After training inside for months during the mild winter, the first WORS race in Iola was finally here. During the “off-season” both my dad and I switched over to ride Trek (we both previously rode Niner). I now was riding a Project One Trek Pro Cal 9.8. I wouldn’t be able to do all of the traveling I’ve been able to do and get all the things I have without the support of my sponsors. I spent months preparing with only one race prior to Iola, and I felt both prepared and determined to win. While pre-riding, I rode the course slowly and took in everything and planned out where I knew I could be the strongest, and where I knew I had to save energy for the sections I know I’m not as strong in. The course changed a lot from previous years, they took out some key aspects from the race in previous years. There was more single track than double track, which played to my advantage in my race knowing that I’m the strongest there. I always am nervous for this race because I never enjoyed how the course was laid out and I have never won there.
On the Sunday of the race, I fueled myself correctly having my usual breakfast, and a light lunch about and hour and a half before the race. I warmed up by doing about 25 minutes of warm-up inside our camper on my trainer. I did jumps to get both my legs, and my heart prepared for the rigorous race ahead. I then went outside on my mountain bike and did a short sprint on the road and I then had to line up for my second season racing with Vision Cycling as a Cat 1 Junior. As always, Don gave his well-known pre race speech, and before I knew it, I heard him say go and I had an amazing start. I was first around the corner and up the first start climb when two of the pro/elite riders passed me.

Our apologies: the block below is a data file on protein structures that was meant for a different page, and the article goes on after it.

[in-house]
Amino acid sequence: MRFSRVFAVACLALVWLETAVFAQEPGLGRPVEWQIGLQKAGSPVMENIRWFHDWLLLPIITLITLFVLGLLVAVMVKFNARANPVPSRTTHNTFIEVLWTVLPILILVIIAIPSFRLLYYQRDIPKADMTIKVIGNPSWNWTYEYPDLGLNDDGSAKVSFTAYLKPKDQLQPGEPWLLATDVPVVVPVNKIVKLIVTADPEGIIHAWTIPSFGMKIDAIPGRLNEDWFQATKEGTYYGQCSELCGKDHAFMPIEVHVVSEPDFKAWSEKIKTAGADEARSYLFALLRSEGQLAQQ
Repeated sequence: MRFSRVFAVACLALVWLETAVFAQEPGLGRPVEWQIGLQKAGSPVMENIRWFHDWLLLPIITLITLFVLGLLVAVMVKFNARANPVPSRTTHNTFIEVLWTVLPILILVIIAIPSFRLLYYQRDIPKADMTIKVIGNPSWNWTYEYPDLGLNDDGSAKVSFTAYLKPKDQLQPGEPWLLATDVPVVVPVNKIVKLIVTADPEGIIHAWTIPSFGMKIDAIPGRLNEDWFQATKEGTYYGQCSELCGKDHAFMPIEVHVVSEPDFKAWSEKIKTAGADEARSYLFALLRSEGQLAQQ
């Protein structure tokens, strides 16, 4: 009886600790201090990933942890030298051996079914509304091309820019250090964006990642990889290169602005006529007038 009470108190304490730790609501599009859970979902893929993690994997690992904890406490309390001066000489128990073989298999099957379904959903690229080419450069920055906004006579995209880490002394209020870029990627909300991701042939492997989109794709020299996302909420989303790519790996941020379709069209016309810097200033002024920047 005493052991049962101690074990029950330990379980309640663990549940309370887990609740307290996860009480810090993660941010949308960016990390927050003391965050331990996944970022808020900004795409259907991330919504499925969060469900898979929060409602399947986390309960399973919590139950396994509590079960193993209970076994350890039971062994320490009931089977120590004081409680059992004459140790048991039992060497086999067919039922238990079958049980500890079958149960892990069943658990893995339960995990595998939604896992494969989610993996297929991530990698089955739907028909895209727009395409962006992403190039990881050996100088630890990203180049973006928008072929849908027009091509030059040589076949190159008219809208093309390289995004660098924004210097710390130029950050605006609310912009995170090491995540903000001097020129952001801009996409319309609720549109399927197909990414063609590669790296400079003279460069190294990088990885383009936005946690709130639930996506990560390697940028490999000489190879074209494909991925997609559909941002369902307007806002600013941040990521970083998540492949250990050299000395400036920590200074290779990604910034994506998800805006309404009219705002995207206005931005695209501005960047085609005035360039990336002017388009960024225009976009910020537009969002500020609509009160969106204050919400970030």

I was the first Cat 1 Junior down into the bowl and half way up the bowl climb when both competitor, and good friend, Katy McDicken passed me. Shortly after that, I passed her again and she was always behind me by just a little bit for almost the whole race. During the beginning of the second lap I crashed in one of the loose, sand sections and went over the bars and face-planted in the sand but quickly got up and kept racing. I was running my heart rate around 180-190 the whole race, and was already pushing myself as hard as possible just to stay ahead of Katy.
About 1.5 miles until the end of my race, the girl who was in third place caught up to me. Hanna Mork is also a friend who usually beats me on this course and I was both surprised but also not that she caught up. She passed me and I had to follow her through the single track. I was already thinking that I didn’t know if I could beat her in a sprint finish in the double track, but I did know I could beat her in the single track right before the finish, and that was the plan. I tried multiple times to pass in the single track but I couldn’t and had to wait until an open double track where I had to kill my legs to stay in front until the long single track where I knew I could win the race. I was running my heart rate around 200 and could just feel my legs giving out. I finally pulled ahead of her in the section of single track where I knew I could win, and I also put a couple riders between just to be safe.
I crossed the finish line in first winning by just three seconds. When I went to cool down, my whole bike was shaking because my muscles were spasming so badly all over my legs. I learned also that I have to fuel myself correctly not only before my race, but also during which is something I still have to work on. The next race is WORS #2, The Battle of Camrock, which is my home course. I hope to kill it at that race but to work on fueling myself even better, until the next race…